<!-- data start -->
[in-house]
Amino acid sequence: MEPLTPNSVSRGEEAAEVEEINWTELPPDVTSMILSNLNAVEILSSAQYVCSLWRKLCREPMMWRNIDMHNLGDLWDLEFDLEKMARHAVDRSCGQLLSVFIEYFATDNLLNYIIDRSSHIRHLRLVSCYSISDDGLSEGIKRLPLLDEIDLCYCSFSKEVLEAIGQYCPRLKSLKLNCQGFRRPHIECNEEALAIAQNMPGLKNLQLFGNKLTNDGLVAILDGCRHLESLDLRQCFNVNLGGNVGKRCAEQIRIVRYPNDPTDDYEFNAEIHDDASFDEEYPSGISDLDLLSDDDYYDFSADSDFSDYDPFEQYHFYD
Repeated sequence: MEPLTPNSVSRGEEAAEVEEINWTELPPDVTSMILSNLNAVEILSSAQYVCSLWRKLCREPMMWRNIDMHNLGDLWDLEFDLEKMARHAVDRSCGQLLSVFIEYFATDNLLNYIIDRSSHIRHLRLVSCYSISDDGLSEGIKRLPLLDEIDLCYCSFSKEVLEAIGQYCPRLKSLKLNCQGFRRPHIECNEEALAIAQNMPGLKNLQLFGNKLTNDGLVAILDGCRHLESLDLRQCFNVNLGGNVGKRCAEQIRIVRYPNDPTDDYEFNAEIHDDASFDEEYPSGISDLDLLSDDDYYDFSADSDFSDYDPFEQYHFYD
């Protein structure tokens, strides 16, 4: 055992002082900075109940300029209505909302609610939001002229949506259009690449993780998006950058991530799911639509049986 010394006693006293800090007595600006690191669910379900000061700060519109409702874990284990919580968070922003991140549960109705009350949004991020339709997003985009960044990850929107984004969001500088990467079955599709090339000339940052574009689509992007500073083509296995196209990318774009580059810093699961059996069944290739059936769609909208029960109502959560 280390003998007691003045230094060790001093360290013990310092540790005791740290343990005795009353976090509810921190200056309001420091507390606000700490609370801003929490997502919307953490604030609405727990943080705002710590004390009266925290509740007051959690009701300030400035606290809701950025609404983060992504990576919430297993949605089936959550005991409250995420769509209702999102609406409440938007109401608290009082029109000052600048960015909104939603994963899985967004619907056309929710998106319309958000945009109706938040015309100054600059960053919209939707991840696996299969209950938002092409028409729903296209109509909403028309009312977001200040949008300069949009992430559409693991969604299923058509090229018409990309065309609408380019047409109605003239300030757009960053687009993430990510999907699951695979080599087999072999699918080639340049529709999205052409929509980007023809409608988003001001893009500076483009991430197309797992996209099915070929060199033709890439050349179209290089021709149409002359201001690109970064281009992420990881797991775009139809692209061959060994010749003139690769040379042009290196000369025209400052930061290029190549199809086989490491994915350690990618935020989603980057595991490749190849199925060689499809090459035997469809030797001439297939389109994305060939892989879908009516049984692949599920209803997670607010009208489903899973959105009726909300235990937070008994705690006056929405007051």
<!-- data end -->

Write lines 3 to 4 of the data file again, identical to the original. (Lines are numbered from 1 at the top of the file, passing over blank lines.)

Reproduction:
Repeated sequence: MEPLTPNSVSRGEEAAEVEEINWTELPPDVTSMILSNLNAVEILSSAQYVCSLWRKLCREPMMWRNIDMHNLGDLWDLEFDLEKMARHAVDRSCGQLLSVFIEYFATDNLLNYIIDRSSHIRHLRLVSCYSISDDGLSEGIKRLPLLDEIDLCYCSFSKEVLEAIGQYCPRLKSLKLNCQGFRRPHIECNEEALAIAQNMPGLKNLQLFGNKLTNDGLVAILDGCRHLESLDLRQCFNVNLGGNVGKRCAEQIRIVRYPNDPTDDYEFNAEIHDDASFDEEYPSGISDLDLLSDDDYYDFSADSDFSDYDPFEQYHFYD
């Protein structure tokens, strides 16, 4: 055992002082900075109940300029209505909302609610939001002229949506259009690449993780998006950058991530799911639509049986 010394006693006293800090007595600006690191669910379900000061700060519109409702874990284990919580968070922003991140549960109705009350949004991020339709997003985009960044990850929107984004969001500088990467079955599709090339000339940052574009689509992007500073083509296995196209990318774009580059810093699961059996069944290739059936769609909208029960109502959560 280390003998007691003045230094060790001093360290013990310092540790005791740290343990005795009353976090509810921190200056309001420091507390606000700490609370801003929490997502919307953490604030609405727990943080705002710590004390009266925290509740007051959690009701300030400035606290809701950025609404983060992504990576919430297993949605089936959550005991409250995420769509209702999102609406409440938007109401608290009082029109000052600048960015909104939603994963899985967004619907056309929710998106319309958000945009109706938040015309100054600059960053919209939707991840696996299969209950938002092409028409729903296209109509909403028309009312977001200040949008300069949009992430559409693991969604299923058509090229018409990309065309609408380019047409109605003239300030757009960053687009993430990510999907699951695979080599087999072999699918080639340049529709999205052409929509980007023809409608988003001001893009500076483009991430197309797992996209099915070929060199033709890439050349179209290089021709149409002359201001690109970064281009992420990881797991775009139809692209061959060994010749003139690769040379042009290196000369025209400052930061290029190549199809086989490491994915350690990618935020989603980057595991490749190849199925060689499809090459035997469809030797001439297939389109994305060939892989879908009516049984692949599920209803997670607010009208489903899973959105009726909300235990937070008994705690006056929405007051």